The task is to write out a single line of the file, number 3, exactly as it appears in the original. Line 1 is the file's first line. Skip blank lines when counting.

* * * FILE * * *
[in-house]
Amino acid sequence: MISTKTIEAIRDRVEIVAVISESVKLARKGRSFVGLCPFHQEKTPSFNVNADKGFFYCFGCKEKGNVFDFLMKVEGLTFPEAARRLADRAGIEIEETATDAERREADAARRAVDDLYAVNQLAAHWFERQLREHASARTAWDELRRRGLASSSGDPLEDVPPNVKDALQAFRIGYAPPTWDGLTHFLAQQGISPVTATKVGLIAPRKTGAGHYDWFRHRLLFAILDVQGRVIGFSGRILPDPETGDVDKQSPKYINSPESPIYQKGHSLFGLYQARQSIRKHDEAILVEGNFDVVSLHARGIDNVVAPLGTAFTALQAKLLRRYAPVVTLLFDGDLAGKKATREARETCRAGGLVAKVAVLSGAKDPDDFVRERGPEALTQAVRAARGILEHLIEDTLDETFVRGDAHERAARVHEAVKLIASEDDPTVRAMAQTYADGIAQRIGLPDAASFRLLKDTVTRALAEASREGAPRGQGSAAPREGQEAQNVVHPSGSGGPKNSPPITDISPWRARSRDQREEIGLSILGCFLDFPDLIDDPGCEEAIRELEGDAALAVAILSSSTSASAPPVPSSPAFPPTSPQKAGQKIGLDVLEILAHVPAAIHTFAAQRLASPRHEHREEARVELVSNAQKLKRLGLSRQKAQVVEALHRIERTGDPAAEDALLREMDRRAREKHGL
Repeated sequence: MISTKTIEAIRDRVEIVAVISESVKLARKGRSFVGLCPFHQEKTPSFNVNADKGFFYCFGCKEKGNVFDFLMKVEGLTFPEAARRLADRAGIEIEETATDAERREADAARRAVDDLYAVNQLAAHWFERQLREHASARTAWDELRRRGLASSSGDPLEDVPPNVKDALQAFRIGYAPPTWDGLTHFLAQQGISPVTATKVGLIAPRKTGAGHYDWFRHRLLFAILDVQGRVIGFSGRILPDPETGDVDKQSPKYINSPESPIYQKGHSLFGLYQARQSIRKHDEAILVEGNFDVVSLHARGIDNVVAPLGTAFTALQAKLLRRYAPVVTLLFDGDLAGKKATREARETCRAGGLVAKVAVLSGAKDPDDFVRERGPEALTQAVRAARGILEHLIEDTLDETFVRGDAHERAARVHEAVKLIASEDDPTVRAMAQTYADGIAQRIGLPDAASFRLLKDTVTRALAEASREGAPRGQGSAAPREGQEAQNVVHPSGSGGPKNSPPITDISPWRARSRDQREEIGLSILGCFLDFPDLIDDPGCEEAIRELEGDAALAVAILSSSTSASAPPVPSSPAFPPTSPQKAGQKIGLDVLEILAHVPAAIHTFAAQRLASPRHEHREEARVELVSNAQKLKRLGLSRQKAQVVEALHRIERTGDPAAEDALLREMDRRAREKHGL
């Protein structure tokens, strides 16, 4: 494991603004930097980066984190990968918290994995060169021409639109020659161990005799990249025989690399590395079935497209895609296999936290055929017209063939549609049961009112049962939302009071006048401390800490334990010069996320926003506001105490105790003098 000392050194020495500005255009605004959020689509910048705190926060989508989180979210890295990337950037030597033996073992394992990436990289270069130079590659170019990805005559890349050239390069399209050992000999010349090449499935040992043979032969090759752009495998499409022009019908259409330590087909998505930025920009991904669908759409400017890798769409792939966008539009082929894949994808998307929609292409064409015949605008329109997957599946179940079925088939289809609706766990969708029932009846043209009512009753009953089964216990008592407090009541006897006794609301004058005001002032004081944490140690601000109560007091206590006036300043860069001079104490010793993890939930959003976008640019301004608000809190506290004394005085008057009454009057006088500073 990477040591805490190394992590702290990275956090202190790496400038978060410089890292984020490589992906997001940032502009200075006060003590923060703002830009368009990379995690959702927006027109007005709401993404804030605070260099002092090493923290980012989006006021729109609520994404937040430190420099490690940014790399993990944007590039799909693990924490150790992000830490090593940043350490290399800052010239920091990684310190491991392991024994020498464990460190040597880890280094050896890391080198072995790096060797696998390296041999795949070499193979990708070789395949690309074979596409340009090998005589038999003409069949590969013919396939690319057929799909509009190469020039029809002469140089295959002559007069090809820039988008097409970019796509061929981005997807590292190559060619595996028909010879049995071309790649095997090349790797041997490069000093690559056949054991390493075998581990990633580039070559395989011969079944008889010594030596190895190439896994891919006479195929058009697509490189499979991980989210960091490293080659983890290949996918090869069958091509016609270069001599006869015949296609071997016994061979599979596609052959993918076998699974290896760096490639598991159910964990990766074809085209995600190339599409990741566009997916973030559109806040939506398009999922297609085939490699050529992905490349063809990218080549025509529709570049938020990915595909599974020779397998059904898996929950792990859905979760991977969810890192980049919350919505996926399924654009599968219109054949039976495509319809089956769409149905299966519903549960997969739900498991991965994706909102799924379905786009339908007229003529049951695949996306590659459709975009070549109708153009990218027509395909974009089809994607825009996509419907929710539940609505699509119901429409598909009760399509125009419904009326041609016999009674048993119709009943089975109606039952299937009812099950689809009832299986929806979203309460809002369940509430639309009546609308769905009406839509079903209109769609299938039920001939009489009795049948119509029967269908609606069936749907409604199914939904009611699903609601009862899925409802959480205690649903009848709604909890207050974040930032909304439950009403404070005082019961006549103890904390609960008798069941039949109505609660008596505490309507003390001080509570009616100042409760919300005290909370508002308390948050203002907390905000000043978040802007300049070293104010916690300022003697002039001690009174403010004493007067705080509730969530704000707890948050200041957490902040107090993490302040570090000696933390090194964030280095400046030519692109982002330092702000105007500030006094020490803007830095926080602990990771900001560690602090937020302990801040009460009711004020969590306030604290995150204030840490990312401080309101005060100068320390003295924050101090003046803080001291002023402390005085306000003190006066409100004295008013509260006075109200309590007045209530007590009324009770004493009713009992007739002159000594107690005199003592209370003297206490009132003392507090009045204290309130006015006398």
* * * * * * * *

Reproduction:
Repeated sequence: MISTKTIEAIRDRVEIVAVISESVKLARKGRSFVGLCPFHQEKTPSFNVNADKGFFYCFGCKEKGNVFDFLMKVEGLTFPEAARRLADRAGIEIEETATDAERREADAARRAVDDLYAVNQLAAHWFERQLREHASARTAWDELRRRGLASSSGDPLEDVPPNVKDALQAFRIGYAPPTWDGLTHFLAQQGISPVTATKVGLIAPRKTGAGHYDWFRHRLLFAILDVQGRVIGFSGRILPDPETGDVDKQSPKYINSPESPIYQKGHSLFGLYQARQSIRKHDEAILVEGNFDVVSLHARGIDNVVAPLGTAFTALQAKLLRRYAPVVTLLFDGDLAGKKATREARETCRAGGLVAKVAVLSGAKDPDDFVRERGPEALTQAVRAARGILEHLIEDTLDETFVRGDAHERAARVHEAVKLIASEDDPTVRAMAQTYADGIAQRIGLPDAASFRLLKDTVTRALAEASREGAPRGQGSAAPREGQEAQNVVHPSGSGGPKNSPPITDISPWRARSRDQREEIGLSILGCFLDFPDLIDDPGCEEAIRELEGDAALAVAILSSSTSASAPPVPSSPAFPPTSPQKAGQKIGLDVLEILAHVPAAIHTFAAQRLASPRHEHREEARVELVSNAQKLKRLGLSRQKAQVVEALHRIERTGDPAAEDALLREMDRRAREKHGL